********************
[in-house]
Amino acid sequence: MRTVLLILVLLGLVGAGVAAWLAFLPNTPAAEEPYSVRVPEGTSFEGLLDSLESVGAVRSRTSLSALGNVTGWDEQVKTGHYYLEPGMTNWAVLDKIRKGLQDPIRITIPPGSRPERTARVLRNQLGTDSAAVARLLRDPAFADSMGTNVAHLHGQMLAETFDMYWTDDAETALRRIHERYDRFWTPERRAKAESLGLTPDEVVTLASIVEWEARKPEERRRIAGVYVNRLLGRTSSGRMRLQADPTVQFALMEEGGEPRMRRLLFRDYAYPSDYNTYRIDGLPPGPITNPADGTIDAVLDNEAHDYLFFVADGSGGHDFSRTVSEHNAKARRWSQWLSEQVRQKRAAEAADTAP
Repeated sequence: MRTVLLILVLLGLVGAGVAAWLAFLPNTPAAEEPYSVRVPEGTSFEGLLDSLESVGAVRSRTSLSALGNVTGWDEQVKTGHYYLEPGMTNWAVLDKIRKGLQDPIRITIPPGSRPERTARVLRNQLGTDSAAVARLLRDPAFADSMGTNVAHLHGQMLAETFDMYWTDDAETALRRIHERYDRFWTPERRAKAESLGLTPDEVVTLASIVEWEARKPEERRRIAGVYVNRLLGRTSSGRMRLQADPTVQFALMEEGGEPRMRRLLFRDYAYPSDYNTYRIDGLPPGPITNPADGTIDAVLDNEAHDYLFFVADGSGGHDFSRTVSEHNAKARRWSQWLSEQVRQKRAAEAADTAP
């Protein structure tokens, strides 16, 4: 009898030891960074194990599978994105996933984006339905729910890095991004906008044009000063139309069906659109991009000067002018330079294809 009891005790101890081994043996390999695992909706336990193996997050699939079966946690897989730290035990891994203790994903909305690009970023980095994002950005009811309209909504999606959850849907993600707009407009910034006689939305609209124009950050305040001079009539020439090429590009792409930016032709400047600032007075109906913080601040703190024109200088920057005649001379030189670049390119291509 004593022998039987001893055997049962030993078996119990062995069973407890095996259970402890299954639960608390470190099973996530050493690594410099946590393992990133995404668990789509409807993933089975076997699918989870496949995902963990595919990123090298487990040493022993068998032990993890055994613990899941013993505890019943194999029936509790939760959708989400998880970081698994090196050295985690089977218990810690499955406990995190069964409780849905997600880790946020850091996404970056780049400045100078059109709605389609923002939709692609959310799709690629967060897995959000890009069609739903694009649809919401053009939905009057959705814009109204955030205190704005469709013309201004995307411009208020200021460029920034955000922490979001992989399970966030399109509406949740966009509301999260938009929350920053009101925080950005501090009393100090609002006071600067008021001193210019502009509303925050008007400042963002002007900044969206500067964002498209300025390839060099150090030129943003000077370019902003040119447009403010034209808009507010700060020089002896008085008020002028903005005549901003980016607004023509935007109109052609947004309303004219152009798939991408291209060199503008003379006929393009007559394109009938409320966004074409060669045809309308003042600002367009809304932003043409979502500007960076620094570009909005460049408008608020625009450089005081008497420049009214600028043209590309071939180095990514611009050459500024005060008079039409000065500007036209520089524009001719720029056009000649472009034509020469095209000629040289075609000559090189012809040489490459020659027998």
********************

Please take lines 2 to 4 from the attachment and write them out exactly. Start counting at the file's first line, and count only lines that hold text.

Amino acid sequence: MRTVLLILVLLGLVGAGVAAWLAFLPNTPAAEEPYSVRVPEGTSFEGLLDSLESVGAVRSRTSLSALGNVTGWDEQVKTGHYYLEPGMTNWAVLDKIRKGLQDPIRITIPPGSRPERTARVLRNQLGTDSAAVARLLRDPAFADSMGTNVAHLHGQMLAETFDMYWTDDAETALRRIHERYDRFWTPERRAKAESLGLTPDEVVTLASIVEWEARKPEERRRIAGVYVNRLLGRTSSGRMRLQADPTVQFALMEEGGEPRMRRLLFRDYAYPSDYNTYRIDGLPPGPITNPADGTIDAVLDNEAHDYLFFVADGSGGHDFSRTVSEHNAKARRWSQWLSEQVRQKRAAEAADTAP
Repeated sequence: MRTVLLILVLLGLVGAGVAAWLAFLPNTPAAEEPYSVRVPEGTSFEGLLDSLESVGAVRSRTSLSALGNVTGWDEQVKTGHYYLEPGMTNWAVLDKIRKGLQDPIRITIPPGSRPERTARVLRNQLGTDSAAVARLLRDPAFADSMGTNVAHLHGQMLAETFDMYWTDDAETALRRIHERYDRFWTPERRAKAESLGLTPDEVVTLASIVEWEARKPEERRRIAGVYVNRLLGRTSSGRMRLQADPTVQFALMEEGGEPRMRRLLFRDYAYPSDYNTYRIDGLPPGPITNPADGTIDAVLDNEAHDYLFFVADGSGGHDFSRTVSEHNAKARRWSQWLSEQVRQKRAAEAADTAP
């Protein structure tokens, strides 16, 4: 009898030891960074194990599978994105996933984006339905729910890095991004906008044009000063139309069906659109991009000067002018330079294809 009891005790101890081994043996390999695992909706336990193996997050699939079966946690897989730290035990891994203790994903909305690009970023980095994002950005009811309209909504999606959850849907993600707009407009910034006689939305609209124009950050305040001079009539020439090429590009792409930016032709400047600032007075109906913080601040703190024109200088920057005649001379030189670049390119291509 004593022998039987001893055997049962030993078996119990062995069973407890095996259970402890299954639960608390470190099973996530050493690594410099946590393992990133995404668990789509409807993933089975076997699918989870496949995902963990595919990123090298487990040493022993068998032990993890055994613990899941013993505890019943194999029936509790939760959708989400998880970081698994090196050295985690089977218990810690499955406990995190069964409780849905997600880790946020850091996404970056780049400045100078059109709605389609923002939709692609959310799709690629967060897995959000890009069609739903694009649809919401053009939905009057959705814009109204955030205190704005469709013309201004995307411009208020200021460029920034955000922490979001992989399970966030399109509406949740966009509301999260938009929350920053009101925080950005501090009393100090609002006071600067008021001193210019502009509303925050008007400042963002002007900044969206500067964002498209300025390839060099150090030129943003000077370019902003040119447009403010034209808009507010700060020089002896008085008020002028903005005549901003980016607004023509935007109109052609947004309303004219152009798939991408291209060199503008003379006929393009007559394109009938409320966004074409060669045809309308003042600002367009809304932003043409979502500007960076620094570009909005460049408008608020625009450089005081008497420049009214600028043209590309071939180095990514611009050459500024005060008079039409000065500007036209520089524009001719720029056009000649472009034509020469095209000629040289075609000559090189012809040489490459020659027998």